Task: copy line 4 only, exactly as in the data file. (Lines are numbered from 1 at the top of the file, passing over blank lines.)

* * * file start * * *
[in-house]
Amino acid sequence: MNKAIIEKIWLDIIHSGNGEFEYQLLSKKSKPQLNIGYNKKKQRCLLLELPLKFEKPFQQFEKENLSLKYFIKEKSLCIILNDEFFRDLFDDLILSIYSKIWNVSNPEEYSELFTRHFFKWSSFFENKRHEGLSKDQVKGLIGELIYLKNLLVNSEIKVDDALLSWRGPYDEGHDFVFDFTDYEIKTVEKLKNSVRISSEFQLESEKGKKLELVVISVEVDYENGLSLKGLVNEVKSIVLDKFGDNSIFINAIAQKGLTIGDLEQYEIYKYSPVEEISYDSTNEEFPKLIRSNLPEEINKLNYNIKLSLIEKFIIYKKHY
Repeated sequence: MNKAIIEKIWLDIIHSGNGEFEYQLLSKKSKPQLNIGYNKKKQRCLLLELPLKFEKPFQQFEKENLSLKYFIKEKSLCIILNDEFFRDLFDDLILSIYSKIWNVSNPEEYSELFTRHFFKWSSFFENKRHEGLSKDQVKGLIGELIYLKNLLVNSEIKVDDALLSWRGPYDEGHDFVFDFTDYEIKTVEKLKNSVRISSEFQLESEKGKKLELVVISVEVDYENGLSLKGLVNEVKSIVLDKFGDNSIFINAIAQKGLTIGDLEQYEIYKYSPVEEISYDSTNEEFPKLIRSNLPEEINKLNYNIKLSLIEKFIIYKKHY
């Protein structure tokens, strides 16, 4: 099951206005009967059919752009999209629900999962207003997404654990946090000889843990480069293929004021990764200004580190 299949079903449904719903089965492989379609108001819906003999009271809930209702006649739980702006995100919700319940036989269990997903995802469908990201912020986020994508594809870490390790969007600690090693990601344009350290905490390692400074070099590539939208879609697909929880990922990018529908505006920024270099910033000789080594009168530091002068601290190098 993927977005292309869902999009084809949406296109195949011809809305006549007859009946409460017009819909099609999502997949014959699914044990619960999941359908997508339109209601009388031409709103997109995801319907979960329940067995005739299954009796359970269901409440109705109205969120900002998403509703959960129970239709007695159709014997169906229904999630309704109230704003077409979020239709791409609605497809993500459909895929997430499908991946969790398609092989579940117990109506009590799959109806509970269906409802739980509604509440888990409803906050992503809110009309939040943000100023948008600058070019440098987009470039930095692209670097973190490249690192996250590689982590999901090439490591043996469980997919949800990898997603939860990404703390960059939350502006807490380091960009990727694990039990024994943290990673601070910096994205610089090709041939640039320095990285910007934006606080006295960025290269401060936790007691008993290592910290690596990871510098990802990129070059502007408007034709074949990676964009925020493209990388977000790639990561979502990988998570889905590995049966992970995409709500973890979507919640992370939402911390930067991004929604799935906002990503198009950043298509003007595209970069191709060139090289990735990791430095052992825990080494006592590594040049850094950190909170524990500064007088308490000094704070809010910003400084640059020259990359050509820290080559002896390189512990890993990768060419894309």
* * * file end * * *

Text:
């Protein structure tokens, strides 16, 4: 099951206005009967059919752009999209629900999962207003997404654990946090000889843990480069293929004021990764200004580190 299949079903449904719903089965492989379609108001819906003999009271809930209702006649739980702006995100919700319940036989269990997903995802469908990201912020986020994508594809870490390790969007600690090693990601344009350290905490390692400074070099590539939208879609697909929880990922990018529908505006920024270099910033000789080594009168530091002068601290190098 993927977005292309869902999009084809949406296109195949011809809305006549007859009946409460017009819909099609999502997949014959699914044990619960999941359908997508339109209601009388031409709103997109995801319907979960329940067995005739299954009796359970269901409440109705109205969120900002998403509703959960129970239709007695159709014997169906229904999630309704109230704003077409979020239709791409609605497809993500459909895929997430499908991946969790398609092989579940117990109506009590799959109806509970269906409802739980509604509440888990409803906050992503809110009309939040943000100023948008600058070019440098987009470039930095692209670097973190490249690192996250590689982590999901090439490591043996469980997919949800990898997603939860990404703390960059939350502006807490380091960009990727694990039990024994943290990673601070910096994205610089090709041939640039320095990285910007934006606080006295960025290269401060936790007691008993290592910290690596990871510098990802990129070059502007408007034709074949990676964009925020493209990388977000790639990561979502990988998570889905590995049966992970995409709500973890979507919640992370939402911390930067991004929604799935906002990503198009950043298509003007595209970069191709060139090289990735990791430095052992825990080494006592590594040049850094950190909170524990500064007088308490000094704070809010910003400084640059020259990359050509820290080559002896390189512990890993990768060419894309």